The Majority Leader and Minister of Parliamentary Affairs, Osei Kyei Mensah-Bonsu, has given a new deadline for the passage of the Right to Information Bill.
[contextly_sidebar id=”HpBr6X6N1vvVKNSpb4aARw2JM2yQ625E”]He said parliament is working to ensure the passage of the bill by the end of December 2018.
He noted that the house will try its best within the constraints of considering appropriations to pass the RTI Bill before it rises on Saturday 23rd December, 2018 or in January 2019 if the December deadline fails.
Speaking at a Dialogue between the Ministry of Parliamentary Affairs and Civil Society groups, the Suame legislator said Parliament is still committed to the passage of the RTI bill.
“We shall strive to pass the RTI before we end the session on Saturday the 23rd December, 2018. Failing which I would assure that we shall use the first two weeks of the next meeting to have the bill passed. I’m being very realistic,” he said.
This will not be the first time the leadership of parliament has given assurances of having the bill passed.
The RTI bill has become controversial due to how various parliaments over nearly two decades, have handled it and failed to pass it.
The right to information is a fundamental human right guaranteed by the country’s 1992 Constitution, and recognized as a right under International Conventions on Human rights.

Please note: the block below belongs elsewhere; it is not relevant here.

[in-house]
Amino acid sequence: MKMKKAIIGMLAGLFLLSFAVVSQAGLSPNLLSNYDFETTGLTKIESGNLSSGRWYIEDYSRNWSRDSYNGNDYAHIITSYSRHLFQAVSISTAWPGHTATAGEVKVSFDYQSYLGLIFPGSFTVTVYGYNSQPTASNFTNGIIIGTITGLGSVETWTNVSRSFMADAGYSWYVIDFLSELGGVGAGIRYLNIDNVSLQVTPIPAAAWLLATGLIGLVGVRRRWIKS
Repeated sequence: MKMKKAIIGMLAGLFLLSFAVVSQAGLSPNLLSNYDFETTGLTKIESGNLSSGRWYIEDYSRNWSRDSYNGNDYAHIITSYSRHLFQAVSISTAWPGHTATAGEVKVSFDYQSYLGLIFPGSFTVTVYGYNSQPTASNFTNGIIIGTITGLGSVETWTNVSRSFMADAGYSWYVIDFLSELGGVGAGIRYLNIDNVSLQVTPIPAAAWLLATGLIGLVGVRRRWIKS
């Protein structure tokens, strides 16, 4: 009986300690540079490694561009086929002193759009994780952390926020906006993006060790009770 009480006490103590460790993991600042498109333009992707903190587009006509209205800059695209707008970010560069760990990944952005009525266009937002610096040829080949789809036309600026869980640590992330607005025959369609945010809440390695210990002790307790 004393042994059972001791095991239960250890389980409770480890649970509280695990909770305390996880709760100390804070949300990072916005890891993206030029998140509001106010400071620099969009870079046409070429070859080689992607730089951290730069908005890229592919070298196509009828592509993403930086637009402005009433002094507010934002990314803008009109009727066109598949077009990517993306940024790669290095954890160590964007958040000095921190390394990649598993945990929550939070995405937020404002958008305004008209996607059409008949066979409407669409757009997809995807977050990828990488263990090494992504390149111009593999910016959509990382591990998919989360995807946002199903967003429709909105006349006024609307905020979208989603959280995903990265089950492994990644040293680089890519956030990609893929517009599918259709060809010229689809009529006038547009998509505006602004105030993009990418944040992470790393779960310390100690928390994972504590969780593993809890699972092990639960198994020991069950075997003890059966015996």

The Bill as has been drafted is to give substance to Article 21 (1) (f) of the Constitution which states that “All persons shall have the right to information subject to such qualifications and laws as are necessary for a democratic society.”
The back and forth
The Right to Information Bill was first drafted in 1999 under former president, Jerry John Rawlings.
Various advocacy groups emerged to press for the immediate passing of the bill into law in 2002 and reviewed in 2003, 2005 and 2007.
The National Democratic Congress (NDC) in its 2008 and 2012 election manifestos promised to ensure the Bill was passed. In 2010, it was presented to Parliament for consideration.
In 2011, the government signed unto the Open Government Partnership (OGP) Initiative with a commitment to pass the law. In November 2013, the Bill was formally laid before parliament.
Former Attorney General, Deputy Dominic Ayine in 2015, moved the Bill for second reading in Parliament. In October 2016, the Bill was withdrawn and replaced with a new one which was immediately laid.
Following the dissolution of the Sixth Parliament of the Fourth Republic and the swearing-in of new Parliament in January 2017, the Bill had to be re-laid by the new government before work commences on it.
By: Jonas Nyabor & Duke Mensah Opoku/citinewsroom.com/Ghana